Parasphyraenops atrimanus Bean 1912, Bank Bass. This poorly known species, redescribed by Johnson & Smith-Vaniz (1987) based on the holotype and then only extant specimen, was questionably treated by us (p. 216) as a Bermuda endemic. However, Heemstra et al. (2003: 1327) gave the distribution of P atrimanus as Bermuda and Venezuela. A second species of small planktivorus serranid, originally described as Serranus incisus by Colin (1978), was transferred to Parasphyraenops by Johnson & Smith-Vaniz (1987). The reported Venezuelan distribution for Parasphyraenops atrimanus was based on Heemstra's conclusion (pers. comm., March, 1995) that Cervigon's (1991:403) description and figure of Serranus incisus actually apply to P atrimanus, an opinion with which we agree.

Colin (1978) described Serranus incisus from material collected from Jamaica and Puerto Rica and observed but did not collect specimens off Curacao that he believed to be this species. Subsequently, Quattrini et al. (2004) recorded it from deep reefs off North Carolina, reported it from the Bahamas and Turks and Caicos (R. G. Gilmore, pers. comm.), and documented the life colors (their Plate 1b) of a 55 mm SL specimen, the largest yet recorded of this diminutive planktivore. Although we have been unable to examine his material (these specimens cannot be located in the institute's collection, D. R. Robertson, pers. comm., Sept. 2012), Cervigon's (1991) description and drawing (p. 403, Fig. 2) does not agree with the color photograph of Quattrini et al. (2004), especially the less vertical orientation of the dark oblique bar in the spinous dorsal fin, in contrast to that given in Bean's (1912) original description "large black blotch on base [our italics] of spinous dorsal extending upward a distance equal long diameter of eye" and ... "jet black spot behind base of pectoral fin." Johnson & Smith-Vaniz (1987:50) noted that the pigment described by Bean was still evident on the holotype, including the black "blotch in axil of pectoral fin." However, the two most important discrepancies between CervigOn's description (which agrees best with the holotype of P. atrimanus) and P. incisus concern the shape of the lacrimal (first infraorbital bone) and the relative sizes of the two species. The lacrimal of the holotype is relatively deep with a broadly rounded posterovental margin versus the slender and tapered bone of 1? incisus (see Johnson 8c Smith-Vaniz, 1987, Figs 3c-d). Bean (1912) described the large lacrimal of the type by stating "suborbital depth 1/2 diameter of eye." Cervigon's drawing clearly shows a fish with a similarly broad lacrimal in contrast to photographs of P. incisus (Colin 1978; Quattrini et al. 2004) which show fish with narrow suborbital depths. Cervigon's three specimens were reported to be 64-72.5 mm SL, all exceeding the largest known individual of P. incisus (see above).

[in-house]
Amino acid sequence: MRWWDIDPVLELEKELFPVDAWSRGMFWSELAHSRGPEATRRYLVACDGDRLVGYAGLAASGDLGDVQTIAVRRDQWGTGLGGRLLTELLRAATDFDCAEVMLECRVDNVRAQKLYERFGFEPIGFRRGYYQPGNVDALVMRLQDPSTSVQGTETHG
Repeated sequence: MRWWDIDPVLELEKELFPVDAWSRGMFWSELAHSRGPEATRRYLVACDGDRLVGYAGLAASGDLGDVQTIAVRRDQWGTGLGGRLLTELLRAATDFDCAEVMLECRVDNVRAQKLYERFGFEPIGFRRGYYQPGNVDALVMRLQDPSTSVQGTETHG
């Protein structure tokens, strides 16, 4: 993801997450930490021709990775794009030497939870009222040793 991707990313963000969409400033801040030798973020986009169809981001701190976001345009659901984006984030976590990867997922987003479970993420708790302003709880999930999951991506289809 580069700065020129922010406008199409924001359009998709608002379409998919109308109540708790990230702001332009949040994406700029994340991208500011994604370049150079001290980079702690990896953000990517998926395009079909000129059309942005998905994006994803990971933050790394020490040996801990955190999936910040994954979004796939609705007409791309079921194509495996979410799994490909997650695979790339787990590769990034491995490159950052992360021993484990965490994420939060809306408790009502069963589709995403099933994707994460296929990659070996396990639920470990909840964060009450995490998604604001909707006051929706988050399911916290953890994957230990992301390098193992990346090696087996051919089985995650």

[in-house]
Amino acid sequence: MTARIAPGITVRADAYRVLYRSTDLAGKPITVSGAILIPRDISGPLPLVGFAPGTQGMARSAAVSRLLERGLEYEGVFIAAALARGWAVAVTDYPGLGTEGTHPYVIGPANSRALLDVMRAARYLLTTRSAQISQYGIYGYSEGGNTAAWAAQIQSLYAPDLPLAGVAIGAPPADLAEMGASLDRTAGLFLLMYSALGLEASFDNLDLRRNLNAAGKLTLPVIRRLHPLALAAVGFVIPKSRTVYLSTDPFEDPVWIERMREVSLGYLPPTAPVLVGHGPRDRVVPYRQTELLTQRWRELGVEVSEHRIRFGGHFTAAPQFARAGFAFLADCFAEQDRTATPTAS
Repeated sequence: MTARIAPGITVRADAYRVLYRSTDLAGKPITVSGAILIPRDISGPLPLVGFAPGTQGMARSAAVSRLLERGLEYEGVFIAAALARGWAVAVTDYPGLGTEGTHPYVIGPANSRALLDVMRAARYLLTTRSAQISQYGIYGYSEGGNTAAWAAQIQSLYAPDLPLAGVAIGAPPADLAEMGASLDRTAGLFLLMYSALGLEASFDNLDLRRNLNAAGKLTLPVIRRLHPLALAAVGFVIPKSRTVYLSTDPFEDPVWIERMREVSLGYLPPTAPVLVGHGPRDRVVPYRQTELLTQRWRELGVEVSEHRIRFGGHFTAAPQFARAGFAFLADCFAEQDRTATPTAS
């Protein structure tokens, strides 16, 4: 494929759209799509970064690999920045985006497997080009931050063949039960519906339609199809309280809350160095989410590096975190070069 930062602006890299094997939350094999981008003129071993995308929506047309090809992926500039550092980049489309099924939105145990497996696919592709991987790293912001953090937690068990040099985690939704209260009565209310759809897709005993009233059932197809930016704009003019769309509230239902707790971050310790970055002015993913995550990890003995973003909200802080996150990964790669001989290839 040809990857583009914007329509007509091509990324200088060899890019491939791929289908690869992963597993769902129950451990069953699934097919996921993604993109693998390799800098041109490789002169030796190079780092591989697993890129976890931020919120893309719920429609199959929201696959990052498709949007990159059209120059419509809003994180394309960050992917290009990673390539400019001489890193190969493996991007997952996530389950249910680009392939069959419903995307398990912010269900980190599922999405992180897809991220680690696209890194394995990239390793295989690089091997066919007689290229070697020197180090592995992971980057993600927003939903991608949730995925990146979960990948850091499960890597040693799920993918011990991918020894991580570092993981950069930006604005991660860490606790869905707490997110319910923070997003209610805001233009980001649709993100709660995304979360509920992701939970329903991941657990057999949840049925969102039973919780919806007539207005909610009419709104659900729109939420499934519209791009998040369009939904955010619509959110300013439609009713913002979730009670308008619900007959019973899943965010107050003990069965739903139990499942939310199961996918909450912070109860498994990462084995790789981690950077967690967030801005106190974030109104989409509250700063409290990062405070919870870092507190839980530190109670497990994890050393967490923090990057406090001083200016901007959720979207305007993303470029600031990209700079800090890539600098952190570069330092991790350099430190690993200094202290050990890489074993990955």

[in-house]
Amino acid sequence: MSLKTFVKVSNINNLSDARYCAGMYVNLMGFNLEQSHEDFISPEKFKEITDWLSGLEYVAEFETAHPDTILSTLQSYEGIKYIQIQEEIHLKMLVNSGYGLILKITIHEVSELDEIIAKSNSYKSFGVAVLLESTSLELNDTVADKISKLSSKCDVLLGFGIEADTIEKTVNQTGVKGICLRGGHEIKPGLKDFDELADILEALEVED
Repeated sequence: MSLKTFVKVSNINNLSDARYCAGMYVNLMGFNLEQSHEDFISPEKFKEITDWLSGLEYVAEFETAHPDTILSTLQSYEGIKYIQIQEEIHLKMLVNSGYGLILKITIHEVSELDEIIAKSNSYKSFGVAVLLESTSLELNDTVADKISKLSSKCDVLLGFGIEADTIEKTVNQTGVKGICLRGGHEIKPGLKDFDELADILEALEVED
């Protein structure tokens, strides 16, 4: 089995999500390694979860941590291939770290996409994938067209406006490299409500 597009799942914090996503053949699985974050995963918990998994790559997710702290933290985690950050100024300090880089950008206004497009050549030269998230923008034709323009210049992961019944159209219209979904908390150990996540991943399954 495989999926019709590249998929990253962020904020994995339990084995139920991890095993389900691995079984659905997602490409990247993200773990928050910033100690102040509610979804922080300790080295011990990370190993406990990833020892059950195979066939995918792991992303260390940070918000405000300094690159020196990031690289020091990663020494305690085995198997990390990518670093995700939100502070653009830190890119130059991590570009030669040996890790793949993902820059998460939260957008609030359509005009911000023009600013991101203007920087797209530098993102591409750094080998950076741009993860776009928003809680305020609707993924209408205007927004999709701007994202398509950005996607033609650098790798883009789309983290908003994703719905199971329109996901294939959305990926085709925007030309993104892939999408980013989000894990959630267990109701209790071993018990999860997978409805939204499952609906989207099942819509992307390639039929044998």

Rypticus carpenteri Baldwin & Weigt 2012, Slope Soapfish. This new species has been confused with the Spotted Soapfish, R. subbifrenatus, with which it shares a very similar pattern of dark spots. Both species are broadly distributed throughout the Caribbean and occur sympatrically at many localities. We erroneously identified (p. 218) the only two collections of Bermuda soapfish that have conspicuous dark spots as R. subbifirnatus; however, re-examination of the two ANSP specimens by Baldwin & Weigt (2012) has shown them to actually be R. carpenteri. The two historical FMNH specimens are badly faded and, although probably R. copenteri, cannot be positively identified.

Rypticus bistrispinus (Mitchill 1818), Freckled Soapfish. In our synonymy of Rypticus saponaceus (p. 218) we listed Bean's (1906:55) report of a single specimen (FMNH 5295) of R. bistrispinus from Nonsuch Island, Bermuda as a misidentification. However, re-examination of the specimen by both us and Guimaraes (1999) has confirmed the accuracy of the original identification. This in the only confirmed record of the species from Bermuda.


Caulolatilus bermudensis Dooley 1981, Bermuda Tilefish. The life colors of this Bermuda endemic (Fig. 23) were unknown when the species was originally described and this is the first photograph of a fresh specimen.

Caulolatilus dooleyi Berry 1978, Bahama Tilefish. This tilefish was originally described from a single specimen from the Bahamas (Berry 1978). Recently we received a photograph (Fig. 24) of what appears to be this species (Dooley, pers. corn.) but because the specimen was not retained and no meristic or morphometric data were taken, the identification should be considered tentative until more specimens become available.


Rachycentron canadum (Linnaeus 1766), Cobia. A rare fish in Bermuda known from (p. 233) some early Bermuda records: a museum specimen caught in 1957, and a 124-cm TL specimen taken at Watford Bridge, Somerset in June 1985; thus, a recent capture is of interest. A three-foot cobia was caught and photographed by Denis Kerr off the South Shore in June 2010 (Arandjelovic 2010).


In the key to the jacks in our book (p. 235), there is an error in couplet 13. It should read gill rakers 10-14 upper and 25-28 lower versus gill rakers 69 upper and 16-21 lower instead of lower and total.